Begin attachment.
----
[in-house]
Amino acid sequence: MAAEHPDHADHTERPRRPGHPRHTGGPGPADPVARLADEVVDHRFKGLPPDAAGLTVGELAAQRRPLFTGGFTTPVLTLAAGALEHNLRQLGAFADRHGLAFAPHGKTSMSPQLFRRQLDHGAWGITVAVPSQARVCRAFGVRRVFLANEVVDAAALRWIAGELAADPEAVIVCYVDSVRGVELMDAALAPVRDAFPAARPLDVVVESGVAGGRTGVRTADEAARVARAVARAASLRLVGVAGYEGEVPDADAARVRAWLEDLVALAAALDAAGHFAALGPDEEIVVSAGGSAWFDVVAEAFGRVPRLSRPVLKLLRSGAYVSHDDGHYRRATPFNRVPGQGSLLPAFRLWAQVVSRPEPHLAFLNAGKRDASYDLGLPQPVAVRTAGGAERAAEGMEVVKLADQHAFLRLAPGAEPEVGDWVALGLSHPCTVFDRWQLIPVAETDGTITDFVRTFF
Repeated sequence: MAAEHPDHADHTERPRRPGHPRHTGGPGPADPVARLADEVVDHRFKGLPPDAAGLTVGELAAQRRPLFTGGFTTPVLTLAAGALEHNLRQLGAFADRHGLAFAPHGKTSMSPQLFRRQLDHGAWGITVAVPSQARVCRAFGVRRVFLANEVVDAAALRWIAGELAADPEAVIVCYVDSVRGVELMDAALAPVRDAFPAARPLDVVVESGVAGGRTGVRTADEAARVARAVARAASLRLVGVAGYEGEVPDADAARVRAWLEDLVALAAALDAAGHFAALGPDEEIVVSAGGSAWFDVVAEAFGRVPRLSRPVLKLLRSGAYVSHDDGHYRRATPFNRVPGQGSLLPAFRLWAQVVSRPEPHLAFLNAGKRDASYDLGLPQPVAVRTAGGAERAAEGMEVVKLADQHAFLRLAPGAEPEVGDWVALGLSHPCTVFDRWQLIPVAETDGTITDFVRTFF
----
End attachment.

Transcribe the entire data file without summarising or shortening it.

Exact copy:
[in-house]
Amino acid sequence: MAAEHPDHADHTERPRRPGHPRHTGGPGPADPVARLADEVVDHRFKGLPPDAAGLTVGELAAQRRPLFTGGFTTPVLTLAAGALEHNLRQLGAFADRHGLAFAPHGKTSMSPQLFRRQLDHGAWGITVAVPSQARVCRAFGVRRVFLANEVVDAAALRWIAGELAADPEAVIVCYVDSVRGVELMDAALAPVRDAFPAARPLDVVVESGVAGGRTGVRTADEAARVARAVARAASLRLVGVAGYEGEVPDADAARVRAWLEDLVALAAALDAAGHFAALGPDEEIVVSAGGSAWFDVVAEAFGRVPRLSRPVLKLLRSGAYVSHDDGHYRRATPFNRVPGQGSLLPAFRLWAQVVSRPEPHLAFLNAGKRDASYDLGLPQPVAVRTAGGAERAAEGMEVVKLADQHAFLRLAPGAEPEVGDWVALGLSHPCTVFDRWQLIPVAETDGTITDFVRTFF
Repeated sequence: MAAEHPDHADHTERPRRPGHPRHTGGPGPADPVARLADEVVDHRFKGLPPDAAGLTVGELAAQRRPLFTGGFTTPVLTLAAGALEHNLRQLGAFADRHGLAFAPHGKTSMSPQLFRRQLDHGAWGITVAVPSQARVCRAFGVRRVFLANEVVDAAALRWIAGELAADPEAVIVCYVDSVRGVELMDAALAPVRDAFPAARPLDVVVESGVAGGRTGVRTADEAARVARAVARAASLRLVGVAGYEGEVPDADAARVRAWLEDLVALAAALDAAGHFAALGPDEEIVVSAGGSAWFDVVAEAFGRVPRLSRPVLKLLRSGAYVSHDDGHYRRATPFNRVPGQGSLLPAFRLWAQVVSRPEPHLAFLNAGKRDASYDLGLPQPVAVRTAGGAERAAEGMEVVKLADQHAFLRLAPGAEPEVGDWVALGLSHPCTVFDRWQLIPVAETDGTITDFVRTFF